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Review: 'A Good Day to Die Hard' shows no life left in franchise

Bruce Willis as John McClane, left, and Jai Courtney as his son Jack.

20th Century Fox

Bruce Willis as John McClane, left, and Jai Courtney as his son Jack.

By now the Die Hard formula is so familiar that we can guess the mayhem before it happens. You see a hotel ballroom with fancy chandeliers and know it's going to rain glass soon. Scaffolding is constructed outside a tall building only to break free falls. And after each preposterous close call Bruce Willis mumbles something he said before.

The fifth edition of the franchise, A Good Day to Die Hard, is the brawniest and most brainless of the bunch. It is set in Russia for no particular reasons except tax breaks and the chance to invoke a 20th century relic besides Willis, that being Chernobyl. Thankfully for fans slow catching on, Russians ditch the subtitles and speak English to each other when the plot requires explaining stuff.

One Russian bad guy actually and unintentionally sums up the movie and its makers: "You guys, so arrogant. It's not 1986, you know." Or even 1988, when Die Hard was a fresh take on action flicks.

That doesn't prevent Willis as Det. John McClane from waging Lukewarm War on Russian terrorists who keep switching sides to pad the 97-minute running time. What is McClane doing in Moscow, you ask? Oh, just catching up with the son he had in the first Die Hard by the mother who hasn't shown up since the second, after reconciling with the daughter in the fourth.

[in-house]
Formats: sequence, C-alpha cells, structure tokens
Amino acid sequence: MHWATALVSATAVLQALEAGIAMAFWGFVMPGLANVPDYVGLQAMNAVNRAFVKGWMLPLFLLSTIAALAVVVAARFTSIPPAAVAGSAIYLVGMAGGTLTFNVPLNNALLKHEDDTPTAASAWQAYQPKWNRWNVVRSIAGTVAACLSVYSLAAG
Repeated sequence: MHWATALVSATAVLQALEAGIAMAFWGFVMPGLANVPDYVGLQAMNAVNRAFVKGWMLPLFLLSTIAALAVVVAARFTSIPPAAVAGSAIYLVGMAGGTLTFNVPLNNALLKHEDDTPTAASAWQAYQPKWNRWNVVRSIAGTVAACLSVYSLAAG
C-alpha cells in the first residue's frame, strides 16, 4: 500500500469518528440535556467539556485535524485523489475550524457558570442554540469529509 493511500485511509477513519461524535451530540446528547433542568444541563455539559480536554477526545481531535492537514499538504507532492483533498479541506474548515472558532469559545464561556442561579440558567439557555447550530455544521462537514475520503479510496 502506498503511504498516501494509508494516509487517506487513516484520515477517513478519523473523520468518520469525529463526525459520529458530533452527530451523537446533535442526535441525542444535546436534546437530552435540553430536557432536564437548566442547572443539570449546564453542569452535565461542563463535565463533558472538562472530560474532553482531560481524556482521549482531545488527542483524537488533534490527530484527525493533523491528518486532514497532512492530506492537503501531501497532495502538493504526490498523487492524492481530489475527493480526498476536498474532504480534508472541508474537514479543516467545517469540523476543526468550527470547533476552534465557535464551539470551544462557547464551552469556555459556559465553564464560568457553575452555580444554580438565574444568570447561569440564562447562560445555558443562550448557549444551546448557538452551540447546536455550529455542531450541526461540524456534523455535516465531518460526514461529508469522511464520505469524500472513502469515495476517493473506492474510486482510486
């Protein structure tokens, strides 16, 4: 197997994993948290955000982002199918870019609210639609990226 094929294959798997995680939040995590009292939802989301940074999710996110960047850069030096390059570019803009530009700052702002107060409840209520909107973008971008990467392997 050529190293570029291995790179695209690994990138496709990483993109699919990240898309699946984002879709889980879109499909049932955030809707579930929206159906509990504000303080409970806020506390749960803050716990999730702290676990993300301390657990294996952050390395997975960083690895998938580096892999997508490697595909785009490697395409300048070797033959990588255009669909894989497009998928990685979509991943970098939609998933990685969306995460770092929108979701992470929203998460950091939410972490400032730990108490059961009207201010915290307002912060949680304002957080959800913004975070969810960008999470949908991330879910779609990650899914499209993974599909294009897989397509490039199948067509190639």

Jack (Jai Courtney, kind of a Tom Hardy Lite) is sitting in jail after murdering a Russian mobster who, like the secret file everyone is looking for, doesn't matter in the long run. I'd call them MacGuffins but that would lend too much credit to screenwriter Skip Woods for thinking things through. Jack's crime gets him close to another vague mobster, Komarov (Sebastian Koch), with whom he escapes in a ludicrously long armored car chase.

John drops into the middle of the chase, surprising Jack and messing up his mission as a CIA operative. Dad never knew his estranged son was "the 007 of Plainfield, N.J." As a cliched rebellious son Jack resents the intrusion but there's nothing like a few gun battles to pull a family together again. An hour of explosive commotion passes before the truth about Komarov and his own willful daughter Irina (Yuliya Snigir) is revealed but don't worry, it'll change again.

All we really care about is how much collateral damage John and Jack can cause, and how high the body count will rise. Let's just say that the Blues Brothers would admire the vehicular destruction, Col. Kilgore from Apocalypse Now would understand the helicopter overkill, and every mortician in Moscow appreciates the business. A Good Day to Die Hard is one small step for detente, and a giant leap into bull hockey.

Steve Persall can be reached at persall@tampabay.com or (727) 893-8365. Follow him on Twitter @StevePersall.

.review

A Good Day to Die Hard

Director: John Moore

Cast: Bruce Willis, Jai Courtney, Sebastian Koch, Yuliya Snigir, Radivoje Bukvic, Mary Elizabeth Winstead, Sergei Kolesnikov, Cole Hauser

Screenplay: Skip Woods, based on characters created by Roderick Thorp

Rating: R; strong violence and

profanity

Running time: 97 min.

Grade: C-

Review: 'A Good Day to Die Hard' shows no life left in franchise 02/13/13 [Last modified: Wednesday, February 13, 2013 8:18pm]

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